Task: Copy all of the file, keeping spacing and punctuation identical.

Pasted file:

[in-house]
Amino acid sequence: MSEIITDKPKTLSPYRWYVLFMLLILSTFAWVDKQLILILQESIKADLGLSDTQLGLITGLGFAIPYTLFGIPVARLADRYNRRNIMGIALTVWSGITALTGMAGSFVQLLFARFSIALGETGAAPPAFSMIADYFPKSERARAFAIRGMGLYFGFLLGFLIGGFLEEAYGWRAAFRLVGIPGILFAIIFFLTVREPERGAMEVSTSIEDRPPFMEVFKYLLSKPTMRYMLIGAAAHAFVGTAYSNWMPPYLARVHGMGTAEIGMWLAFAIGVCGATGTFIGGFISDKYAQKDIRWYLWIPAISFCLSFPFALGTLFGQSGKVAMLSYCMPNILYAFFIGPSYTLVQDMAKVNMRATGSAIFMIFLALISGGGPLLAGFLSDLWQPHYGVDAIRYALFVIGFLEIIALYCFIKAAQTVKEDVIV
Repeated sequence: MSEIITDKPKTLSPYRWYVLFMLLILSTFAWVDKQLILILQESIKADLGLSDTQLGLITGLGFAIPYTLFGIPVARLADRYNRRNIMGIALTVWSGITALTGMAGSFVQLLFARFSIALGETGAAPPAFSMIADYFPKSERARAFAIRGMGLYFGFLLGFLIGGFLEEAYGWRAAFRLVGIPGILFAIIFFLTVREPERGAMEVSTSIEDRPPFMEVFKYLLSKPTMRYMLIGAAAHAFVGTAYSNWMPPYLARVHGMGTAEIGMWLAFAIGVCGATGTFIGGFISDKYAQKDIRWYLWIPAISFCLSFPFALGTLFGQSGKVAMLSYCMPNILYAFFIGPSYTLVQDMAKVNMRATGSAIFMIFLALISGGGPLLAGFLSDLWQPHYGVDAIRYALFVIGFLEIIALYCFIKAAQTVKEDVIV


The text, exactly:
[in-house]
Amino acid sequence: MSEIITDKPKTLSPYRWYVLFMLLILSTFAWVDKQLILILQESIKADLGLSDTQLGLITGLGFAIPYTLFGIPVARLADRYNRRNIMGIALTVWSGITALTGMAGSFVQLLFARFSIALGETGAAPPAFSMIADYFPKSERARAFAIRGMGLYFGFLLGFLIGGFLEEAYGWRAAFRLVGIPGILFAIIFFLTVREPERGAMEVSTSIEDRPPFMEVFKYLLSKPTMRYMLIGAAAHAFVGTAYSNWMPPYLARVHGMGTAEIGMWLAFAIGVCGATGTFIGGFISDKYAQKDIRWYLWIPAISFCLSFPFALGTLFGQSGKVAMLSYCMPNILYAFFIGPSYTLVQDMAKVNMRATGSAIFMIFLALISGGGPLLAGFLSDLWQPHYGVDAIRYALFVIGFLEIIALYCFIKAAQTVKEDVIV
Repeated sequence: MSEIITDKPKTLSPYRWYVLFMLLILSTFAWVDKQLILILQESIKADLGLSDTQLGLITGLGFAIPYTLFGIPVARLADRYNRRNIMGIALTVWSGITALTGMAGSFVQLLFARFSIALGETGAAPPAFSMIADYFPKSERARAFAIRGMGLYFGFLLGFLIGGFLEEAYGWRAAFRLVGIPGILFAIIFFLTVREPERGAMEVSTSIEDRPPFMEVFKYLLSKPTMRYMLIGAAAHAFVGTAYSNWMPPYLARVHGMGTAEIGMWLAFAIGVCGATGTFIGGFISDKYAQKDIRWYLWIPAISFCLSFPFALGTLFGQSGKVAMLSYCMPNILYAFFIGPSYTLVQDMAKVNMRATGSAIFMIFLALISGGGPLLAGFLSDLWQPHYGVDAIRYALFVIGFLEIIALYCFIKAAQTVKEDVIV